Why Startup Prometeo Won $200K Global Prize from IBM

eWEEK INNOVATION ANALYSIS: Prometeo, a system that uses IBM artificial intelligence (AI), internet of things (IoT) and cloud computing solutions and resources to monitor the safety of firefighters, is an intriguing innovation for first responders in emergencies.

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Living in the San Francisco Bay Area comes with requisite baggage, including usually lousy traffic, often stifling crowds and suffering both the scorn of folks in other places and the continuing inflow of folks from other places who can’t wait to live here. 

Then there are the natural disasters California is prone to. Earthquakes top the list, of course. In fact, it seems like there’s an entire sector of the movie industry devoted to depicting California sliding seismically into the Pacific despite Dwayne Johnson’s best efforts. Add in regular droughts, occasional torrential rains and suffocating winter snows and 800+ miles of eroding coast and you have the making of a apocalyptic lottery waiting for a lucky winner.

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Then there are the wildfires, including the surreally destructive 2017 Tubbs Fire and the 2018 Camp Fire which have made fire dangers a top-of-mind consideration for everyone from homeowners to businesspeople to first responders. Which is why IBM’s announcement of the winner of the 2019 Call for Code Global Challenge and $200,000.00 prize—Prometeo, a system that uses IBM artificial intelligence (AI), Internet of Things (IoT) and cloud computing solutions and resources to monitor the safety of firefighters—is particularly intriguing.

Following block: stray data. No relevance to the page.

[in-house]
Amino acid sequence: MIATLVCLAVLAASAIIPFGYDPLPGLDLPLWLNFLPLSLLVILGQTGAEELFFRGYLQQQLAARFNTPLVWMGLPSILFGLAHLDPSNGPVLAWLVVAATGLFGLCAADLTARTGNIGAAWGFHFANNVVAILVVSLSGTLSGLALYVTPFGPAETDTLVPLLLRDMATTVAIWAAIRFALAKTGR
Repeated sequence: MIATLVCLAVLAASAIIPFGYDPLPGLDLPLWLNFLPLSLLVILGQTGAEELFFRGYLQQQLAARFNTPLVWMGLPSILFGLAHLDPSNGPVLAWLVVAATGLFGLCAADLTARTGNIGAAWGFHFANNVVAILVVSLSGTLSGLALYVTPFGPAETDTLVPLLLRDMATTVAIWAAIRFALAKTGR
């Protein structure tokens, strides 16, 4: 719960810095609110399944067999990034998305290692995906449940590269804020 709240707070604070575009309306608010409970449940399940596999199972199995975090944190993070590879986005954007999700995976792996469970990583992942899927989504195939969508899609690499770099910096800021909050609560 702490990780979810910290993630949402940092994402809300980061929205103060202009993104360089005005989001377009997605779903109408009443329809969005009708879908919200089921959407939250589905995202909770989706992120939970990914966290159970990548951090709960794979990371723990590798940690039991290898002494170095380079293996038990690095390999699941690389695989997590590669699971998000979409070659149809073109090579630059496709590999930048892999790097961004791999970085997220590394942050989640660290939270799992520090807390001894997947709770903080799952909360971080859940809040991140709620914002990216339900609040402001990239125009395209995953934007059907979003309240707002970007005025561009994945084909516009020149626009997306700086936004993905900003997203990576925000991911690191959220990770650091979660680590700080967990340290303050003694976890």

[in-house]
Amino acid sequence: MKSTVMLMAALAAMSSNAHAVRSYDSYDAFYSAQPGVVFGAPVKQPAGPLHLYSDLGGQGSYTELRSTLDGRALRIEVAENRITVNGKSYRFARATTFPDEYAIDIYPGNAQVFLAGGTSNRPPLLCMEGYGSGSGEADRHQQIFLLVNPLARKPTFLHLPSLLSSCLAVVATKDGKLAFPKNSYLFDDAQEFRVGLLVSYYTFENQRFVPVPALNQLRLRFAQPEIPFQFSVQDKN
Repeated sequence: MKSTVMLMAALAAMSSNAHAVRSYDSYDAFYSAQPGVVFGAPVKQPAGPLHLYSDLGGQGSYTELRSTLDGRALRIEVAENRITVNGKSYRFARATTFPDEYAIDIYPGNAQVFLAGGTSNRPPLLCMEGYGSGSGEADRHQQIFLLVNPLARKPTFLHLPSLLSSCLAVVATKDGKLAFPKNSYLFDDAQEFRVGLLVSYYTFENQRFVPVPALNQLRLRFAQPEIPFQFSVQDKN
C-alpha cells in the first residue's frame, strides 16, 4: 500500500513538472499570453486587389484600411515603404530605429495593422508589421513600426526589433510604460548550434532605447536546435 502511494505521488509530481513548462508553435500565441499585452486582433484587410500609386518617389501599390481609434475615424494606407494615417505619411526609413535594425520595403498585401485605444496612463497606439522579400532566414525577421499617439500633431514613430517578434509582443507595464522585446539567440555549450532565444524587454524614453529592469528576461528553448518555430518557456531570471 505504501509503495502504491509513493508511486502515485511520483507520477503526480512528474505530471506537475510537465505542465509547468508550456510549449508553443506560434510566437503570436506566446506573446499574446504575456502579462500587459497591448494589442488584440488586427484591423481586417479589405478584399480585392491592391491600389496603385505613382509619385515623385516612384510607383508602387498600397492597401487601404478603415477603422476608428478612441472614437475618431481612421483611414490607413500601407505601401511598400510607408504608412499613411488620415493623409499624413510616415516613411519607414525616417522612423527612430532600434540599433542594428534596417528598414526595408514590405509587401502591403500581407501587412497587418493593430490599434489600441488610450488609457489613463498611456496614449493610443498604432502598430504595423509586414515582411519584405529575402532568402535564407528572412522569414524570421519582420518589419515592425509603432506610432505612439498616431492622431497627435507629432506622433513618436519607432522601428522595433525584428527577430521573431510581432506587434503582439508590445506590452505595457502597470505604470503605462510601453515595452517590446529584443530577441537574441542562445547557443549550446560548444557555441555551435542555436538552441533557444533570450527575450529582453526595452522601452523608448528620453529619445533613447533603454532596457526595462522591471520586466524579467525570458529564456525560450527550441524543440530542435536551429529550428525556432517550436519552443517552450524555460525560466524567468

Let’s take a closer look at Prometeo and consider how IBM and its Call for Code partners are working to reduce the effects of natural disasters.

Nurse, Firefighter, Developers Address First Responders’ Safety

Prometeo was submitted by a team from Barcelona—veteran firefighter Joan Herrera, emergency medical nurse Vicenç Padró, and three developers and data scientists: Salomé Valero, Josep Ràfols and Marco Rodriguez—who created a combination hardware-software solution that leverages multiple IBM Cloud services.

The hardware device—about the size and shape of a smartphone—straps onto a firefighter’s arm and includes sensors that measure temperature, humidity and smoke concentration. That information is continually collected and transmitted wirelessly to IBM’s Cloud IoT platform where a Node-RED workflow sends the data to an IBM Watson-based machine learning model.

The model distills the information and displays it as a color-coded status indicator that command centers can use to monitor the real time health and safety of individual firefighters. In addition, Prometeo stores firefighters’ health information in an IBM Cloudant database, providing an historical and comprehensive view of the data. Authorized users, such as fire command centers, can connect to the Prometeo dashboard by simply using JavaScript and WebSockets.